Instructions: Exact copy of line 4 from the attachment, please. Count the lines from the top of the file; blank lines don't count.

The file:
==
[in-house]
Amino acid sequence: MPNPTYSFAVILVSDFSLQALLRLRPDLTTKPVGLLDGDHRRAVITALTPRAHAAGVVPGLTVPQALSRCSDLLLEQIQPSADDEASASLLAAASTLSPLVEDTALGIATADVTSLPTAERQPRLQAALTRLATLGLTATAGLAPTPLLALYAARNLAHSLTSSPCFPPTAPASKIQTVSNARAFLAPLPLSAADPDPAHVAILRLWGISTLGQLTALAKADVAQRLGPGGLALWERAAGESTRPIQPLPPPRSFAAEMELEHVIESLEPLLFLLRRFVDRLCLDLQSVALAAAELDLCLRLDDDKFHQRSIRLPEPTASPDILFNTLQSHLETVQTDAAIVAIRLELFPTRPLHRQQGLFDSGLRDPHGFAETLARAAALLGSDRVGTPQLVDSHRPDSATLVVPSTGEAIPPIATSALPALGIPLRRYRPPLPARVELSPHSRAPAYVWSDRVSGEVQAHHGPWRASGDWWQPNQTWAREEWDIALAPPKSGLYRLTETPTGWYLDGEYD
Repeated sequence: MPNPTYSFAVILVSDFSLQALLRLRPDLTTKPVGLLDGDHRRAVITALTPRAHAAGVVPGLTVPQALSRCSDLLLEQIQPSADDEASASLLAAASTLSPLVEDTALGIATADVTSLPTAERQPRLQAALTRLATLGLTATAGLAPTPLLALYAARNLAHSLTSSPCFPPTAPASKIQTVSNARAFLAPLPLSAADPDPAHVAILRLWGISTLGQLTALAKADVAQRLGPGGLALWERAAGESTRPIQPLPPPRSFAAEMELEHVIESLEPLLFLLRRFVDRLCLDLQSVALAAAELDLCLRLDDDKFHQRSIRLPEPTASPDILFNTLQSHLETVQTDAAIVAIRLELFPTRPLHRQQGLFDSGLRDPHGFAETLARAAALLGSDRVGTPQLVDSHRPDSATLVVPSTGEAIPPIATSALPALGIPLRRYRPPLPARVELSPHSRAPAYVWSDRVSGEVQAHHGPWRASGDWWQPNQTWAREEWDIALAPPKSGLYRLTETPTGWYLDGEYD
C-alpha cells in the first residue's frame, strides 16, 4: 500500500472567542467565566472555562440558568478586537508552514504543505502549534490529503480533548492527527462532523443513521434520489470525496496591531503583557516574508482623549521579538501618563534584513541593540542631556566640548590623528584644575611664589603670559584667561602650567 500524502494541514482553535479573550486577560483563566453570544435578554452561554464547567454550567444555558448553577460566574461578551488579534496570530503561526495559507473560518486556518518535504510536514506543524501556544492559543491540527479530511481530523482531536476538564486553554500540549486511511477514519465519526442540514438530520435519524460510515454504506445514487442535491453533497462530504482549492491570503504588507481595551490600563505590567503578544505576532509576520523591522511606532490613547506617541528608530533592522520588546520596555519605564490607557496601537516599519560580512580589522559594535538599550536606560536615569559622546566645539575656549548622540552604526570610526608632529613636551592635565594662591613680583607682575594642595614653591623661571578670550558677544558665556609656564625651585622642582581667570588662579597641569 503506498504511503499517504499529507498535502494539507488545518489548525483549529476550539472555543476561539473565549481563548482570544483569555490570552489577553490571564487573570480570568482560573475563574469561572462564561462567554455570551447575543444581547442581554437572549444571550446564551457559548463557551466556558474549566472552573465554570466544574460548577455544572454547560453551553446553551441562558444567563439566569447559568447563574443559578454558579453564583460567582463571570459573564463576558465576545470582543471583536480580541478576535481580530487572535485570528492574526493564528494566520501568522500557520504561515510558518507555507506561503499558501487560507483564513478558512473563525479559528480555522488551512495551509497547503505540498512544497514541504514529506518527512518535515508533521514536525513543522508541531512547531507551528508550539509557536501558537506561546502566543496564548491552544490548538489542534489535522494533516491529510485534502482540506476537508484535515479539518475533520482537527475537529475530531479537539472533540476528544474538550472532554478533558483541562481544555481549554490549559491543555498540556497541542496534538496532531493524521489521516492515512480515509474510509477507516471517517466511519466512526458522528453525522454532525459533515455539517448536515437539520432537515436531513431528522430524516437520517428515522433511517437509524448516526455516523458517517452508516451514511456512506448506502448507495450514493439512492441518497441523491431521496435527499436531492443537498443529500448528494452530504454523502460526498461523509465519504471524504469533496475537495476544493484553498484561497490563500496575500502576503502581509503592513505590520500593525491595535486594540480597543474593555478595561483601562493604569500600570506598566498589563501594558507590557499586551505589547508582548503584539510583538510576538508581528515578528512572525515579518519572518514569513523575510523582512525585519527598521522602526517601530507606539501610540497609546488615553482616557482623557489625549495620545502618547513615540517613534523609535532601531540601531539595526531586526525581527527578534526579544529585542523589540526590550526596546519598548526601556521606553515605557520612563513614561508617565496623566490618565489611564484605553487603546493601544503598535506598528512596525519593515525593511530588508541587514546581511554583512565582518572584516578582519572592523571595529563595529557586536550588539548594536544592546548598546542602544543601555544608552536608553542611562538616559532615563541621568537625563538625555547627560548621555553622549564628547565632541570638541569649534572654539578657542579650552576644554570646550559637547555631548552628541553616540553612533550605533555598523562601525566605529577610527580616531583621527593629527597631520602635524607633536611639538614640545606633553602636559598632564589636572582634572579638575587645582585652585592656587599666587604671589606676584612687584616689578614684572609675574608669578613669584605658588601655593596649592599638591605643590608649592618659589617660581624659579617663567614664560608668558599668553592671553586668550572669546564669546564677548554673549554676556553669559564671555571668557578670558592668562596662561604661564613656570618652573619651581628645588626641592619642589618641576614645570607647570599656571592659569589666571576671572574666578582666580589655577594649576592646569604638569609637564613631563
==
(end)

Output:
C-alpha cells in the first residue's frame, strides 16, 4: 500500500472567542467565566472555562440558568478586537508552514504543505502549534490529503480533548492527527462532523443513521434520489470525496496591531503583557516574508482623549521579538501618563534584513541593540542631556566640548590623528584644575611664589603670559584667561602650567 500524502494541514482553535479573550486577560483563566453570544435578554452561554464547567454550567444555558448553577460566574461578551488579534496570530503561526495559507473560518486556518518535504510536514506543524501556544492559543491540527479530511481530523482531536476538564486553554500540549486511511477514519465519526442540514438530520435519524460510515454504506445514487442535491453533497462530504482549492491570503504588507481595551490600563505590567503578544505576532509576520523591522511606532490613547506617541528608530533592522520588546520596555519605564490607557496601537516599519560580512580589522559594535538599550536606560536615569559622546566645539575656549548622540552604526570610526608632529613636551592635565594662591613680583607682575594642595614653591623661571578670550558677544558665556609656564625651585622642582581667570588662579597641569 503506498504511503499517504499529507498535502494539507488545518489548525483549529476550539472555543476561539473565549481563548482570544483569555490570552489577553490571564487573570480570568482560573475563574469561572462564561462567554455570551447575543444581547442581554437572549444571550446564551457559548463557551466556558474549566472552573465554570466544574460548577455544572454547560453551553446553551441562558444567563439566569447559568447563574443559578454558579453564583460567582463571570459573564463576558465576545470582543471583536480580541478576535481580530487572535485570528492574526493564528494566520501568522500557520504561515510558518507555507506561503499558501487560507483564513478558512473563525479559528480555522488551512495551509497547503505540498512544497514541504514529506518527512518535515508533521514536525513543522508541531512547531507551528508550539509557536501558537506561546502566543496564548491552544490548538489542534489535522494533516491529510485534502482540506476537508484535515479539518475533520482537527475537529475530531479537539472533540476528544474538550472532554478533558483541562481544555481549554490549559491543555498540556497541542496534538496532531493524521489521516492515512480515509474510509477507516471517517466511519466512526458522528453525522454532525459533515455539517448536515437539520432537515436531513431528522430524516437520517428515522433511517437509524448516526455516523458517517452508516451514511456512506448506502448507495450514493439512492441518497441523491431521496435527499436531492443537498443529500448528494452530504454523502460526498461523509465519504471524504469533496475537495476544493484553498484561497490563500496575500502576503502581509503592513505590520500593525491595535486594540480597543474593555478595561483601562493604569500600570506598566498589563501594558507590557499586551505589547508582548503584539510583538510576538508581528515578528512572525515579518519572518514569513523575510523582512525585519527598521522602526517601530507606539501610540497609546488615553482616557482623557489625549495620545502618547513615540517613534523609535532601531540601531539595526531586526525581527527578534526579544529585542523589540526590550526596546519598548526601556521606553515605557520612563513614561508617565496623566490618565489611564484605553487603546493601544503598535506598528512596525519593515525593511530588508541587514546581511554583512565582518572584516578582519572592523571595529563595529557586536550588539548594536544592546548598546542602544543601555544608552536608553542611562538616559532615563541621568537625563538625555547627560548621555553622549564628547565632541570638541569649534572654539578657542579650552576644554570646550559637547555631548552628541553616540553612533550605533555598523562601525566605529577610527580616531583621527593629527597631520602635524607633536611639538614640545606633553602636559598632564589636572582634572579638575587645582585652585592656587599666587604671589606676584612687584616689578614684572609675574608669578613669584605658588601655593596649592599638591605643590608649592618659589617660581624659579617663567614664560608668558599668553592671553586668550572669546564669546564677548554673549554676556553669559564671555571668557578670558592668562596662561604661564613656570618652573619651581628645588626641592619642589618641576614645570607647570599656571592659569589666571576671572574666578582666580589655577594649576592646569604638569609637564613631563